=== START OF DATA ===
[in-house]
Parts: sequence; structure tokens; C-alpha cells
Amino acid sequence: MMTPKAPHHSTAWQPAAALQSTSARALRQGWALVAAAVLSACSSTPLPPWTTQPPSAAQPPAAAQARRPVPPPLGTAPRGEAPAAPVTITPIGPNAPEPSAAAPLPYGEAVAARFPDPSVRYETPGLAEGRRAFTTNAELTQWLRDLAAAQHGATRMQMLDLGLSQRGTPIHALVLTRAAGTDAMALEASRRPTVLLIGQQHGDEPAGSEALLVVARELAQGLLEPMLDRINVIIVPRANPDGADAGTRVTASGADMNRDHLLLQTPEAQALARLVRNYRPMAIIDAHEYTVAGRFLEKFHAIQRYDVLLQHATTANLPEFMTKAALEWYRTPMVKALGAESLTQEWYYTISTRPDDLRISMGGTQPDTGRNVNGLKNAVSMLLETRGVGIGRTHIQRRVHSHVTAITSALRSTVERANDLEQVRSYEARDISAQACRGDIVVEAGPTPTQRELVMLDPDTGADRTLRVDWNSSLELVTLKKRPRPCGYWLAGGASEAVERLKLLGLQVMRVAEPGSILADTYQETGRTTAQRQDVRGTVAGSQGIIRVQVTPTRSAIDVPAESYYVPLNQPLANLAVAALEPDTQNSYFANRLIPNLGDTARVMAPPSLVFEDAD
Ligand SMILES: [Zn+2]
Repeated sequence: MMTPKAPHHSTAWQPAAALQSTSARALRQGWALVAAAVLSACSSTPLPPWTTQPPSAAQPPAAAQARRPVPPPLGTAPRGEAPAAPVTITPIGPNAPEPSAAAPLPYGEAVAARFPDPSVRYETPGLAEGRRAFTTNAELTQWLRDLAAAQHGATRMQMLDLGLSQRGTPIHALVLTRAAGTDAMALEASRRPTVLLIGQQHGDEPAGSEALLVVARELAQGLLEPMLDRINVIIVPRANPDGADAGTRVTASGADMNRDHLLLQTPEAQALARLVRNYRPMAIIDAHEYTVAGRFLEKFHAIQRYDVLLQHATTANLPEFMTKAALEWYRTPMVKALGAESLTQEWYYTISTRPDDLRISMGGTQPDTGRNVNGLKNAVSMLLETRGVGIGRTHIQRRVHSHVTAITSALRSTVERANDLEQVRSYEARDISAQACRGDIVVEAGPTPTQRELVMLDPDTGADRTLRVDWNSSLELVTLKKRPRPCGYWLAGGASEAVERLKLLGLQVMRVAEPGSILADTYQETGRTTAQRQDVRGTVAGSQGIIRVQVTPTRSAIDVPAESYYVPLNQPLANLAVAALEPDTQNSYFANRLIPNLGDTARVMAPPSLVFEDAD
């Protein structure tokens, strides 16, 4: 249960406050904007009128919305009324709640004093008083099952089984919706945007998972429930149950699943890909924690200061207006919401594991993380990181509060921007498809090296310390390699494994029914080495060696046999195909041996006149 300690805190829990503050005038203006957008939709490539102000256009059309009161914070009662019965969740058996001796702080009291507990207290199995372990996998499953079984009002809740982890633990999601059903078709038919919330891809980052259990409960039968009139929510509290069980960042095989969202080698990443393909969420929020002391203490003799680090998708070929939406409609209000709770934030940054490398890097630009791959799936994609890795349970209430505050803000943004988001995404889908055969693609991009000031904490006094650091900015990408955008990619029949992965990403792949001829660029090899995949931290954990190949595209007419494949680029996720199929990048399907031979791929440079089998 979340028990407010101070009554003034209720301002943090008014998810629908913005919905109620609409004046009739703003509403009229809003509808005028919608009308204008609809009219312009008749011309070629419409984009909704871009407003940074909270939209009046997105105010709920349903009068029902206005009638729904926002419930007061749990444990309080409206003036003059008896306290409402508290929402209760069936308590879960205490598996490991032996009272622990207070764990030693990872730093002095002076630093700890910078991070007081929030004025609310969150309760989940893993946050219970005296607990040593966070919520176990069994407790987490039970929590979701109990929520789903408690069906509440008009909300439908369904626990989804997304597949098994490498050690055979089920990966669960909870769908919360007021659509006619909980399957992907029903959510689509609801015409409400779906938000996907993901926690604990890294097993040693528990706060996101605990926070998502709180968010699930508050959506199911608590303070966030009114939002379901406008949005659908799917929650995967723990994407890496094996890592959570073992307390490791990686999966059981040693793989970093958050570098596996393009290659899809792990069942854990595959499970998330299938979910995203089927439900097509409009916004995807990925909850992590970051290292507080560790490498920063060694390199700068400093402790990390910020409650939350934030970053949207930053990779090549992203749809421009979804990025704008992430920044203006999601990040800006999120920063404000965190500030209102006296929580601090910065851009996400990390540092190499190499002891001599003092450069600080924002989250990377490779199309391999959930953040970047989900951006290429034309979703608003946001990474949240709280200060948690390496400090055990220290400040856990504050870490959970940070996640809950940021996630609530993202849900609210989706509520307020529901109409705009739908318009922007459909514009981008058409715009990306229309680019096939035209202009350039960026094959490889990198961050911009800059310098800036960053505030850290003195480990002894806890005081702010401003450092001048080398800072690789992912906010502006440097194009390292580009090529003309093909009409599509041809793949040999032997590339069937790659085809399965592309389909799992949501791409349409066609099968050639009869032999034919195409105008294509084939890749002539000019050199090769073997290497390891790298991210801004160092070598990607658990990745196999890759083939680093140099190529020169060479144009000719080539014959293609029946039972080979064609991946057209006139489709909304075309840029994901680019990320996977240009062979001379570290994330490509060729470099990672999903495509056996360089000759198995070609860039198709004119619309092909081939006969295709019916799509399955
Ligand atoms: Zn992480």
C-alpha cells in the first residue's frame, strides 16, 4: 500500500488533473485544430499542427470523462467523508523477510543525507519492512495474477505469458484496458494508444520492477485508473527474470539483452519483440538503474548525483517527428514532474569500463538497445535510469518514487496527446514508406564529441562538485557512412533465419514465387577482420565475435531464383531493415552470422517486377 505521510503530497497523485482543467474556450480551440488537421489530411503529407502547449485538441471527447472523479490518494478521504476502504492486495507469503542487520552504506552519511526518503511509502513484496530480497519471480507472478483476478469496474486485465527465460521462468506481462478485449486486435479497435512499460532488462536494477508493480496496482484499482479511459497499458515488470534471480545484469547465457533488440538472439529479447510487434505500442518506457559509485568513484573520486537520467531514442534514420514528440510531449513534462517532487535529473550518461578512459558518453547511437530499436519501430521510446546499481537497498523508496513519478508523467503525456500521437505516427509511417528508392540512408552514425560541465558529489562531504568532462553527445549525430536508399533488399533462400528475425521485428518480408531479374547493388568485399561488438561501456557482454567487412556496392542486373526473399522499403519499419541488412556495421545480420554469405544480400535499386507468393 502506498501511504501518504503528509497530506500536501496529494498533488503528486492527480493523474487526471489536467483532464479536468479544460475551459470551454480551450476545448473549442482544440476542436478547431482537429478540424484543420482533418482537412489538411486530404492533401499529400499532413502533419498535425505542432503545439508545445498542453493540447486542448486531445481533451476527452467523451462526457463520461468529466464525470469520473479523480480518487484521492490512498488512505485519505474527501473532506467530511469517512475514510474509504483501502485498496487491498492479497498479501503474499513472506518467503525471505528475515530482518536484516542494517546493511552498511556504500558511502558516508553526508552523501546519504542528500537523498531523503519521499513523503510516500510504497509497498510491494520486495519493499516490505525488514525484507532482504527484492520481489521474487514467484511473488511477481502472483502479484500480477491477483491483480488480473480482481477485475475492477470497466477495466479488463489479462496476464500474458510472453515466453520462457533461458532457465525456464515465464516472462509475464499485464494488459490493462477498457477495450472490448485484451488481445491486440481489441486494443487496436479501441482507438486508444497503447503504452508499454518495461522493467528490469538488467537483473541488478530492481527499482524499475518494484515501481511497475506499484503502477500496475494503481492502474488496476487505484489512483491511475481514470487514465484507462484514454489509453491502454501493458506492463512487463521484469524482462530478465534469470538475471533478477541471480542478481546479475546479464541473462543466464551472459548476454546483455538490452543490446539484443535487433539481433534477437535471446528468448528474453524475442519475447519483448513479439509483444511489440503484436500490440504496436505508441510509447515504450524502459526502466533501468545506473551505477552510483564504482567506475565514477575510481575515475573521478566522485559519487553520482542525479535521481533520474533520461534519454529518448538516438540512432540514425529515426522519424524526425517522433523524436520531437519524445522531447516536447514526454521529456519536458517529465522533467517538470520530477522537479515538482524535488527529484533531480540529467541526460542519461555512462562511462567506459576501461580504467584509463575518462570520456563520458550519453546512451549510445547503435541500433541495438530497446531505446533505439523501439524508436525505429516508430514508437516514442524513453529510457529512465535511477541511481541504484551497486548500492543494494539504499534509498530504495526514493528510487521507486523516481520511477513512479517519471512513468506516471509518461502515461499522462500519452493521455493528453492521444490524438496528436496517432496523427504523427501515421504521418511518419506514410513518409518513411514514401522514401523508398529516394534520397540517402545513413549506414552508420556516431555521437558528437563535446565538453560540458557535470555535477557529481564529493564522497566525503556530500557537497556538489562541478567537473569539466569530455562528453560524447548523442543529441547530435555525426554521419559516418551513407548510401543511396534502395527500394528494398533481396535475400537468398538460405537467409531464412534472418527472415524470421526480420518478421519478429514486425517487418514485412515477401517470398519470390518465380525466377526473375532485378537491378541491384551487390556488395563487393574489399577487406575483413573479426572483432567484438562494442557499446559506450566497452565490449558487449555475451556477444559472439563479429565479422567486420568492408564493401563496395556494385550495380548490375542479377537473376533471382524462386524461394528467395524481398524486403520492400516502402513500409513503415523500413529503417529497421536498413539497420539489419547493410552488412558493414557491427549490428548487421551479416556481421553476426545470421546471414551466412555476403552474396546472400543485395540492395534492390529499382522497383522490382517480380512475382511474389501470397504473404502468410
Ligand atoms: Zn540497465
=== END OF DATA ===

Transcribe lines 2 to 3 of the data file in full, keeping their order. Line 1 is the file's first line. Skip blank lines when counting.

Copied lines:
Parts: sequence; structure tokens; C-alpha cells
Amino acid sequence: MMTPKAPHHSTAWQPAAALQSTSARALRQGWALVAAAVLSACSSTPLPPWTTQPPSAAQPPAAAQARRPVPPPLGTAPRGEAPAAPVTITPIGPNAPEPSAAAPLPYGEAVAARFPDPSVRYETPGLAEGRRAFTTNAELTQWLRDLAAAQHGATRMQMLDLGLSQRGTPIHALVLTRAAGTDAMALEASRRPTVLLIGQQHGDEPAGSEALLVVARELAQGLLEPMLDRINVIIVPRANPDGADAGTRVTASGADMNRDHLLLQTPEAQALARLVRNYRPMAIIDAHEYTVAGRFLEKFHAIQRYDVLLQHATTANLPEFMTKAALEWYRTPMVKALGAESLTQEWYYTISTRPDDLRISMGGTQPDTGRNVNGLKNAVSMLLETRGVGIGRTHIQRRVHSHVTAITSALRSTVERANDLEQVRSYEARDISAQACRGDIVVEAGPTPTQRELVMLDPDTGADRTLRVDWNSSLELVTLKKRPRPCGYWLAGGASEAVERLKLLGLQVMRVAEPGSILADTYQETGRTTAQRQDVRGTVAGSQGIIRVQVTPTRSAIDVPAESYYVPLNQPLANLAVAALEPDTQNSYFANRLIPNLGDTARVMAPPSLVFEDAD